The worst pizza all around was Delissio’s Thin & Crispy Grilled Chicken with Tomato and Spinach with 420 calories, 10 grams of saturated fat and 920 mg of sodium. Surprising, since this is an option many people may turn to assuming it is a healthier option.

In this comparison, delivery and frozen pizza didn’t come out that different, though the worst offenders are in the frozen section. But on average, two slices of a meat and cheese pizza can total 600-plus calories, have you consuming half of your daily saturated-fat and contain an entire day’s worth of sodium. Yikes.

Your best bet, of course, is to make your own pizza so you can control the ingredients. If you don’t have time to roll out pizza dough on a busy weeknight, use whole-grain-flour tortillas for a thin crust, add tomato sauce, part-skim cheese and plenty of vegetables. Try our homemade pesto recipe for an extra tasty treat!

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Eat This Not That: Ice Cream, Gelato or Frozen Yogurt

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Ice Cream, Gelato or Frozen Yogurt  - Eat This, Not That on

It’s summer and of course you want to reach for a cold, sweet treat. We don’t blame you! But which sweet treat is best, nutritionally? Our new series “Eat This, Not That” looks at some better options and last week we compared the hot dog and the hamburger. Which one came out on top?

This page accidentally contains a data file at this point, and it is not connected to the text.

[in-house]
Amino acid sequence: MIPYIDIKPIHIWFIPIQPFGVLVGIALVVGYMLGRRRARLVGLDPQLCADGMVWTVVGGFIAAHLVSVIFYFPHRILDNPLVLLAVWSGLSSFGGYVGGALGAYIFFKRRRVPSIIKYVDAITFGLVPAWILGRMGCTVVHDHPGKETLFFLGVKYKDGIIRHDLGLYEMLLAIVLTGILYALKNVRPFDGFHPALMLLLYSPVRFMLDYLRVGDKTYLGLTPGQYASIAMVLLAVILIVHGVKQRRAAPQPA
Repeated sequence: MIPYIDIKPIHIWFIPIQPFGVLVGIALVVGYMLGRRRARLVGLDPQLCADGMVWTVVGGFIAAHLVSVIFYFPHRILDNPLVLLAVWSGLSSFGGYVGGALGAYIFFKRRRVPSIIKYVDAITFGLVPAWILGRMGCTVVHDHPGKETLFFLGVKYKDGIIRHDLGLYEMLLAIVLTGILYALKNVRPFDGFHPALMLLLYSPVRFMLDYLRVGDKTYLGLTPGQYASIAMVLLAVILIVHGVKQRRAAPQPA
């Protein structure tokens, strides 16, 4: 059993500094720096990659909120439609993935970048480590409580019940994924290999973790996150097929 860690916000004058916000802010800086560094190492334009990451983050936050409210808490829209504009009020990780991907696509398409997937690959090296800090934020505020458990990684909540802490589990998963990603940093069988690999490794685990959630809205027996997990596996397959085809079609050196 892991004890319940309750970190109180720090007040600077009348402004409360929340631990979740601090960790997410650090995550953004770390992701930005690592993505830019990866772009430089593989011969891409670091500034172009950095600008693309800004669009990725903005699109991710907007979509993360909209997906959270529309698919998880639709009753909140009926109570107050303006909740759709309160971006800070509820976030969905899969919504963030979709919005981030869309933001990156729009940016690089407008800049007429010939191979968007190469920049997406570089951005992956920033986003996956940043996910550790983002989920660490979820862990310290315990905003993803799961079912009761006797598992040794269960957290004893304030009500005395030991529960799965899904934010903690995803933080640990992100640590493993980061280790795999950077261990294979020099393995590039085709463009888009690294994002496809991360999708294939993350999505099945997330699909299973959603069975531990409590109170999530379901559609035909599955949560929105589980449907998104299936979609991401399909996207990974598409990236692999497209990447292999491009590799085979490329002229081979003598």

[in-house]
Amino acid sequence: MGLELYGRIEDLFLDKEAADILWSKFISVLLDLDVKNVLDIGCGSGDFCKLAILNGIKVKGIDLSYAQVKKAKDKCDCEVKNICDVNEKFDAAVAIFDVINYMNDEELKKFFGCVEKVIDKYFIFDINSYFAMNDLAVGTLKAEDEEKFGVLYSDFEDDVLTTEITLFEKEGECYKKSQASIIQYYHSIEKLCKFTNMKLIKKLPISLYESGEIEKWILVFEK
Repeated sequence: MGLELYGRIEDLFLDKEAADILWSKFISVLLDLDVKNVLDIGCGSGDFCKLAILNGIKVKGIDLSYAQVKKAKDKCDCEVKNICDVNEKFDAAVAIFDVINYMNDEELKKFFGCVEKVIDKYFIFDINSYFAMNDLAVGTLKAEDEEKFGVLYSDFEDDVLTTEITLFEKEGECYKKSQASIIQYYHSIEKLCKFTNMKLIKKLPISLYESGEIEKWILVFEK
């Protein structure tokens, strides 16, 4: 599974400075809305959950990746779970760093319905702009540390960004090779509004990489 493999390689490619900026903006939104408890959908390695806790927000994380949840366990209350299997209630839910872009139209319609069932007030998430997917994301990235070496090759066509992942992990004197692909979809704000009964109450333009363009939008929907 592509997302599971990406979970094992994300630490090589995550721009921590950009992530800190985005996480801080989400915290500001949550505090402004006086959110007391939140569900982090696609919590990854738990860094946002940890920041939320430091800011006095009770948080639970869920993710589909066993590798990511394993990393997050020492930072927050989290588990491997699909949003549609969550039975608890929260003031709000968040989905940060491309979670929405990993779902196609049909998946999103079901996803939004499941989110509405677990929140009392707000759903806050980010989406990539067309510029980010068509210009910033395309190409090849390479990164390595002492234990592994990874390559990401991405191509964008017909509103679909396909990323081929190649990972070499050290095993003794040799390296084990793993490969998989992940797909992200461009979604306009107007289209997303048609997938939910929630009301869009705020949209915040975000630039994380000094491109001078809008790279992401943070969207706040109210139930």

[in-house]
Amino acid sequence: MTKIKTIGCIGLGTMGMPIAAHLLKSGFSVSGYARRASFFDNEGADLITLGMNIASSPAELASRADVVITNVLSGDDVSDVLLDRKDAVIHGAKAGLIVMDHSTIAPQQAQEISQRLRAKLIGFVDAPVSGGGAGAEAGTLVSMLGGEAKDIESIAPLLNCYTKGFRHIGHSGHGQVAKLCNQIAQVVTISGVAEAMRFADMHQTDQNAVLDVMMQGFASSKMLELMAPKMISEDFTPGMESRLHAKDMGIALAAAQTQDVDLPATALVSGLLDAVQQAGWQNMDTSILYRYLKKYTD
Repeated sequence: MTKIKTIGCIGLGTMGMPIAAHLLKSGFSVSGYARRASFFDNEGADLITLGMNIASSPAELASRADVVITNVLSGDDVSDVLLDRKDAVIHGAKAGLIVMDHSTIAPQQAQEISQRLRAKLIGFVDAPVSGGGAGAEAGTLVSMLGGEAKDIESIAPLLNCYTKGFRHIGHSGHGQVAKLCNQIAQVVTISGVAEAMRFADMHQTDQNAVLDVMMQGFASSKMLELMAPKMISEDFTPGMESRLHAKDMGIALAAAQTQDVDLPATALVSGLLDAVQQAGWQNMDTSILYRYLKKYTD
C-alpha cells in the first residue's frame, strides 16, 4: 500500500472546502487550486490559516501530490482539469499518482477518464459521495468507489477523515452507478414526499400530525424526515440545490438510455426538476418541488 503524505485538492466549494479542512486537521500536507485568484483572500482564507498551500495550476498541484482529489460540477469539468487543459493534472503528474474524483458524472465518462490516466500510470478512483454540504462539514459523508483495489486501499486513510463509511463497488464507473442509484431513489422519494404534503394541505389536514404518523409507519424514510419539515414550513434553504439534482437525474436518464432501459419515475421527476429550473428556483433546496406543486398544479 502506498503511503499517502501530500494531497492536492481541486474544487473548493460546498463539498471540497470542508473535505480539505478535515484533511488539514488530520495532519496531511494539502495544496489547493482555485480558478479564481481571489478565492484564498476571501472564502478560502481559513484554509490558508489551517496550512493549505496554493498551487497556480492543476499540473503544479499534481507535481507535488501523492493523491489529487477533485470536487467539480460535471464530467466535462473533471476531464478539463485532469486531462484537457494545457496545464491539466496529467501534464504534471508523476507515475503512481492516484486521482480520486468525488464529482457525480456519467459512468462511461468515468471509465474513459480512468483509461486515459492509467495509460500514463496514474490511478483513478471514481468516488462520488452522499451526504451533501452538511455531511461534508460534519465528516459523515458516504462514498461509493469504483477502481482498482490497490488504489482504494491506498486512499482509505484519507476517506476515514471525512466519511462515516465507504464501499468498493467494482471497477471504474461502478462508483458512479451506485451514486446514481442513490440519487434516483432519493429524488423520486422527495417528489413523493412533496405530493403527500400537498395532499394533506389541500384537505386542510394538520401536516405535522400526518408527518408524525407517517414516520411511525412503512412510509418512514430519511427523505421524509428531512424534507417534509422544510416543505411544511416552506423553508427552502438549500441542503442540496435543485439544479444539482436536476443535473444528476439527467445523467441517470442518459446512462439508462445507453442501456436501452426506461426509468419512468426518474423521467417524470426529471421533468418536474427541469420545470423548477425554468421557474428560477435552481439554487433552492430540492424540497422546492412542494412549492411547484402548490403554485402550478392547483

Now to your summer dessert…

Let’s talk sugar. A study, published in the journal JAMA Neurology shows a strong association between insulin resistance (often linked to weight gain) and a decline in memory function.

Insulin is a hormone that helps move glucose (aka blood sugar) from your blood into your cells for your body to use as fuel. Insulin resistance happens when there is not enough insulin to move the blood sugar into the cells. So the pancreas creates more insulin to move the blood sugar along. As more and more insulin is created, it takes much more to do the job and the pancreas becomes tired and that’s when diabetes can be diagnosed.

The scans from the study showed that people who had higher insulin resistance used less blood sugar in areas of the brain that are the most susceptible to Alzheimer’s. Why this is a problem: when there is less blood sugar in the brain, it doesn’t function as well, researchers say.

Foods high in sugar and fat can cause blood sugar spikes, causing your insulin response to kick into overdrive to convert the nutrients into energy. But when your body doesn’t need any more energy, the rest is stored as fat. Too many blood sugar spikes can then lead to insulin resistance.

The link with memory is that if there isn’t enough insulin to do the job that it should, and forming memories can become harder. Over time, those brain cells might begin to starve and die off. Yikes.

So why this big long explanation? Let’s look at our dessert options because what we want is to find the one with less sugar.

Sugar content in cold desserts

For a 1/2 cup serving

Vanilla Ice Cream 14grams

Gelato 25 grams

Frozen Yogurt 20 grams

So, surprising to some of you … ice cream comes out as the best option. You might shy away from it as a high fat option, but when we take out fat we often add sugar. As an occasional treat, my money’s on ice cream.